Notes
Comment In: JACC Cardiovasc Imaging. 2013 Aug;6(8):861-323948377
PubMed ID
23850252 View in PubMed
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Echocardiographic and clinical findings in patients with Fabry disease during long-term enzyme replacement therapy: a nationwide Danish cohort study.

https://arctichealth.org/en/permalink/ahliterature285496
Source
Scand Cardiovasc J. 2017 Aug;51(4):207-216
Publication Type
Article
Date
Aug-2017
Author
Christoffer Valdorff Madsen
Henning Bundgaard
Åse Krogh Rasmussen
Søren Schwartz Sørensen
Jørgen Holm Petersen
Lars Køber
Ulla Feldt-Rasmussen
Helle Petri
Source
Scand Cardiovasc J. 2017 Aug;51(4):207-216
Date
Aug-2017
Language
English
Publication Type
Article
Keywords
Adolescent
Adult
Aged
Arrhythmias, Cardiac - diagnosis - etiology
Denmark
Disease Progression
Echocardiography
Electrocardiography, Ambulatory
Enzyme Replacement Therapy
Fabry Disease - complications - diagnostic imaging - drug therapy
Female
Humans
Hypertrophy, Left Ventricular - diagnostic imaging - etiology
Isoenzymes - therapeutic use
Male
Middle Aged
Predictive value of tests
Retrospective Studies
Time Factors
Treatment Outcome
Young Adult
alpha-Galactosidase - therapeutic use
Abstract
In patients with Fabry disease (FD), left ventricular hypertrophy and arrhythmias are frequently observed and cardiac involvement is the leading cause of death. Long-term efficacy of enzyme replacement therapy (ERT) on cardiac involvement is unclear. We assessed and compared long-term progression of cardiac involvement according to ERT and non-ERT.
We retrospectively assessed and compared long-term progression of cardiac involvement in adult patients with FD in the nationwide Danish cohort. We followed clinical signs, symptoms and findings by echocardiography, electrocardiography and Holter-monitoring.
We included 66 patients; 47 patients (27 women) received ERT (ERT group) and 19 patients (15 women) did not (non-ERT group). The groups were followed for a median of 8 [0-12] years and 6 [0-13] years, respectively. Comparison between ERT and non-ERT receiving patients by left ventricular mass (echocardiographic assessment) and Sokolow-Lyon voltage- and Cornell product criteria (electrocardiographic assessment) revealed no significant differences. In the ERT group, we observed no change in left ventricular mass but a decrease in Sokolow-Lyon voltage- and Cornell product criteria from baseline to follow-up; 30?mm [15-53] vs. 25?mm [3-44], p?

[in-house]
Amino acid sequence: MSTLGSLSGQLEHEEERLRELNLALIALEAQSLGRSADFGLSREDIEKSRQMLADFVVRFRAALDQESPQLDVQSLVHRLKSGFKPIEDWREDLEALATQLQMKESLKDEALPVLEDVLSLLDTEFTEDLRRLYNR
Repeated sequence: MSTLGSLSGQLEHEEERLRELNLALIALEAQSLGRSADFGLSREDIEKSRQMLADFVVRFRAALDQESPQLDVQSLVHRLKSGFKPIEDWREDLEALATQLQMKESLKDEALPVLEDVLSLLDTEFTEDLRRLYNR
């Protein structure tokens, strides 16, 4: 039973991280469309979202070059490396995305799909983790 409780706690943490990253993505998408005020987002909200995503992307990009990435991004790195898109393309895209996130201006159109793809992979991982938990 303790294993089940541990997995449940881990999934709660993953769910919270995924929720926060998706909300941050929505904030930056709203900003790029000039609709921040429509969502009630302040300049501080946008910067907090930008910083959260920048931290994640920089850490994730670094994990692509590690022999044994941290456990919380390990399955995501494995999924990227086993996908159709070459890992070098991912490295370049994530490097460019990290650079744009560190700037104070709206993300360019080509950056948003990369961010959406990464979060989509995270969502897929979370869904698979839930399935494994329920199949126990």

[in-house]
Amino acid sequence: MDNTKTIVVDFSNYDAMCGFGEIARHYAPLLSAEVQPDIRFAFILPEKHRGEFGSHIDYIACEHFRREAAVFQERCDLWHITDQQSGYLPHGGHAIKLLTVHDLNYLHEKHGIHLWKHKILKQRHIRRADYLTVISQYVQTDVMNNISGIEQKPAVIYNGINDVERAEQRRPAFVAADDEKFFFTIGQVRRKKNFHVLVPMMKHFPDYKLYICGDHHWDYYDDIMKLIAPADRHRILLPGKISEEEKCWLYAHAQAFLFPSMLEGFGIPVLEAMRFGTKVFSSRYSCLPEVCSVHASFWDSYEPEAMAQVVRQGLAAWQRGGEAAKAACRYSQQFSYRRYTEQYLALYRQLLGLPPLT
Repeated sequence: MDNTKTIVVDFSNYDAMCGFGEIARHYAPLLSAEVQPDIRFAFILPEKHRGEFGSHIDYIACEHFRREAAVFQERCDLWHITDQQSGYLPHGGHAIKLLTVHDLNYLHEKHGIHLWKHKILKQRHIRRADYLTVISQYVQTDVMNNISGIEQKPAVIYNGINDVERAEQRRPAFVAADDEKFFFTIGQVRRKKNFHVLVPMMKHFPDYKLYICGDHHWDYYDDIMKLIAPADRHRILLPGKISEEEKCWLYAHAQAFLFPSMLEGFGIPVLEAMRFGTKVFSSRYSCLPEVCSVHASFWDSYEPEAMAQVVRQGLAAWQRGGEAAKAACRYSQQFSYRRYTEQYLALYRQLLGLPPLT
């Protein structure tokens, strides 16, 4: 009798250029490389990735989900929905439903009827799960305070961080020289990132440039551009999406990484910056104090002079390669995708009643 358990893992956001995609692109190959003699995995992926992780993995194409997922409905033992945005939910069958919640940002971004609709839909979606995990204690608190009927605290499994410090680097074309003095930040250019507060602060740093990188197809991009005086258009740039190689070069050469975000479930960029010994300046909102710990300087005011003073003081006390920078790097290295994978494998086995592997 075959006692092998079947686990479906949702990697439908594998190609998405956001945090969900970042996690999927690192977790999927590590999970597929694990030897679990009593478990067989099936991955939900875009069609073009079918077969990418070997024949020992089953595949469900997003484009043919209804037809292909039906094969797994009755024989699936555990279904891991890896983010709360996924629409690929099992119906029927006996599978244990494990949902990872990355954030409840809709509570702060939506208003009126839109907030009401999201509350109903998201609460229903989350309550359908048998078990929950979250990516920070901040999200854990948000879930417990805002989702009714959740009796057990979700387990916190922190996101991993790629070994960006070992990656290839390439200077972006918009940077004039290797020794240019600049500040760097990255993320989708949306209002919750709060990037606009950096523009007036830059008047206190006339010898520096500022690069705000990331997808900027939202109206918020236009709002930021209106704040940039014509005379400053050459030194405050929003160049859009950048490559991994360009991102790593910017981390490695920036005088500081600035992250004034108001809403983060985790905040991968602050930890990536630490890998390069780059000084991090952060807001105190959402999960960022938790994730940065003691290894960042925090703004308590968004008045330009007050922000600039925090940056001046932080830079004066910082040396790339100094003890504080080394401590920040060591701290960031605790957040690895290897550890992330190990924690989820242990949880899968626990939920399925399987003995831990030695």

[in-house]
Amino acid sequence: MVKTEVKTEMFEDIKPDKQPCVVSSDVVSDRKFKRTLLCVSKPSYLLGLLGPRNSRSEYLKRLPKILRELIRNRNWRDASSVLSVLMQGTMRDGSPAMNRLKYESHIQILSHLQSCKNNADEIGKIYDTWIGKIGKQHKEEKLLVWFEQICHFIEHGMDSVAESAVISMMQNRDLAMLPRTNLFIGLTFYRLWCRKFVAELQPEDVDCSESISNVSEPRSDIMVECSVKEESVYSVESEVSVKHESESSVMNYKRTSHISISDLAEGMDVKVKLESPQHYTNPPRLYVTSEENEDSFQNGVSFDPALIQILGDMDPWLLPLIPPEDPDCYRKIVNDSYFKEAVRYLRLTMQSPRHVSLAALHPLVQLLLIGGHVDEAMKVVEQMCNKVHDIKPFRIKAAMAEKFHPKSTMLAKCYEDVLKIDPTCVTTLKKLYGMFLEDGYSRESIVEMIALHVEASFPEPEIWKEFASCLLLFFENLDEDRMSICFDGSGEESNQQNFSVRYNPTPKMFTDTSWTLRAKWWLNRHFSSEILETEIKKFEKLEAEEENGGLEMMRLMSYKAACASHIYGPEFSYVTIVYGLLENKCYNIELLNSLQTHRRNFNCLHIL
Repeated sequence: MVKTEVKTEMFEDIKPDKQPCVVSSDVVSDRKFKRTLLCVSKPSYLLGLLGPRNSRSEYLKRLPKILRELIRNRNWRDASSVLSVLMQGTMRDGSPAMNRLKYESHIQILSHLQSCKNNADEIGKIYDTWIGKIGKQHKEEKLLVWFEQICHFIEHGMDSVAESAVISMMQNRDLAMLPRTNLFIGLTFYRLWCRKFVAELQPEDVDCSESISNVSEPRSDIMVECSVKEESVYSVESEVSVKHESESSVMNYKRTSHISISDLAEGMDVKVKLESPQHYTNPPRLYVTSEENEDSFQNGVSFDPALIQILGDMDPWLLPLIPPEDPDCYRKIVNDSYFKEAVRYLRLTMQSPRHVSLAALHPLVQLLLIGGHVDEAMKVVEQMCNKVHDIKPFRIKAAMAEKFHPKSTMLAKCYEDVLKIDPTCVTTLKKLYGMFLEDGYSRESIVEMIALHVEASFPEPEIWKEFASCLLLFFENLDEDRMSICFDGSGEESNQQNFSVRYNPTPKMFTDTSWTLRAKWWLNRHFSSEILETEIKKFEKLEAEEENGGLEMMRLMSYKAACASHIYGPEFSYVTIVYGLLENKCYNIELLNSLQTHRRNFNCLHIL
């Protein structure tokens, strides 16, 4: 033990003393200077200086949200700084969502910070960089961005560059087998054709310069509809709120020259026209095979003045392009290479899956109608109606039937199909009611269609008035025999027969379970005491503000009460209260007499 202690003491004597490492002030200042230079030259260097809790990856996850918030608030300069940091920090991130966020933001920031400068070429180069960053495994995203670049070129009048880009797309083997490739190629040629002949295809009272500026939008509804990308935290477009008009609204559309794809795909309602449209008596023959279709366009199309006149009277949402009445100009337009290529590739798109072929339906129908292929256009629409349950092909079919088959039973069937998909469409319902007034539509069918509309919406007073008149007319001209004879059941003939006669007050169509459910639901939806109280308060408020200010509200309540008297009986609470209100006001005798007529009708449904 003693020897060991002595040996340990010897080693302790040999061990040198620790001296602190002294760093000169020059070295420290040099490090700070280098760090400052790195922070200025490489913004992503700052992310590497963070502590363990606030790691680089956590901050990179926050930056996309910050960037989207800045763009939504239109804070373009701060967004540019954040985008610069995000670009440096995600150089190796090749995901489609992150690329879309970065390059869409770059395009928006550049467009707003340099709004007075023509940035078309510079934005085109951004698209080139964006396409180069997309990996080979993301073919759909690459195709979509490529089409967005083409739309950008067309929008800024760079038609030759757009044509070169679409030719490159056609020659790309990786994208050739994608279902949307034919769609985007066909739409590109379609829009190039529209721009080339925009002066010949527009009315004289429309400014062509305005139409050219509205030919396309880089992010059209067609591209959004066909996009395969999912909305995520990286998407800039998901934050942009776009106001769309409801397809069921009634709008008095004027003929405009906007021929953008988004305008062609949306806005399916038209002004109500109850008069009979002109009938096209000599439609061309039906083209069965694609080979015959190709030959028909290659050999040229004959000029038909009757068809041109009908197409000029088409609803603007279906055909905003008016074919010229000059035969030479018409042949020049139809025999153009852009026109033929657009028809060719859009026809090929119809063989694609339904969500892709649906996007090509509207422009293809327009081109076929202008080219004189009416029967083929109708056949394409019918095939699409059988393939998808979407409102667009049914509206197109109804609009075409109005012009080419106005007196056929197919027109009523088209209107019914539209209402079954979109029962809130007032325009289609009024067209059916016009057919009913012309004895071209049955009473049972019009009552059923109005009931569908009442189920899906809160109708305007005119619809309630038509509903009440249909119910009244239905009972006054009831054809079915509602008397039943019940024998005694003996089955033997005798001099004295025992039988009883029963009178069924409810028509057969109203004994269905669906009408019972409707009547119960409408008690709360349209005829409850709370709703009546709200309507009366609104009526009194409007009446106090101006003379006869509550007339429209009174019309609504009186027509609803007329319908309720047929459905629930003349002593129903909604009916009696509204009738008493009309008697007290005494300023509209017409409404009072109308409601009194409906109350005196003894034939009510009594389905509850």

PubMed ID
28545342 View in PubMed
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Effect of comprehensive cardiac rehabilitation after heart valve surgery (CopenHeartVR): study protocol for a randomised clinical trial.

https://arctichealth.org/en/permalink/ahliterature112942
Source
Trials. 2013;14:104
Publication Type
Article
Date
2013
Author
Kirstine Laerum Sibilitz
Selina Kikkenborg Berg
Tina Birgitte Hansen
Signe Stelling Risom
Trine Bernholdt Rasmussen
Christian Hassager
Lars Køber
Daniel Steinbrüchel
Christian Gluud
Per Winkel
Lau Caspar Thygesen
Jane Lindschou Hansen
Jean Paul Schmid
Viviane Conraads
Barbara Christina Brocki
Ann-Dorthe Zwisler
Author Affiliation
The Heart Centre, Department of Cardiology, Rigshospitalet, Copenhagen University Hospital, Copenhagen, Denmark. kirstine.laerum.sibilitz@rh.regionh.dk
Source
Trials. 2013;14:104
Date
2013
Language
English
Publication Type
Article
Keywords
Cardiac Surgical Procedures - adverse effects - economics - mortality - psychology - rehabilitation
Clinical Protocols
Combined Modality Therapy
Cost-Benefit Analysis
Denmark
Exercise Test
Exercise Therapy - economics
Health Care Costs
Health Knowledge, Attitudes, Practice
Heart Valve Diseases - economics - mortality - physiopathology - psychology - rehabilitation - surgery
Humans
Mental health
Oxygen consumption
Patient Education as Topic - economics
Postoperative Care
Questionnaires
Recovery of Function
Referral and Consultation - economics
Research Design
Time Factors
Treatment Outcome
Abstract
Heart valve diseases are common with an estimated prevalence of 2.5% in the Western world. The number is rising due to an ageing population. Once symptomatic, heart valve diseases are potentially lethal, and heavily influence daily living and quality of life. Surgical treatment, either valve replacement or repair, remains the treatment of choice. However, post surgery, the transition to daily living may become a physical, mental and social challenge. We hypothesise that a comprehensive cardiac rehabilitation programme can improve physical capacity and self-assessed mental health and reduce hospitalisation and healthcare costs after heart valve surgery.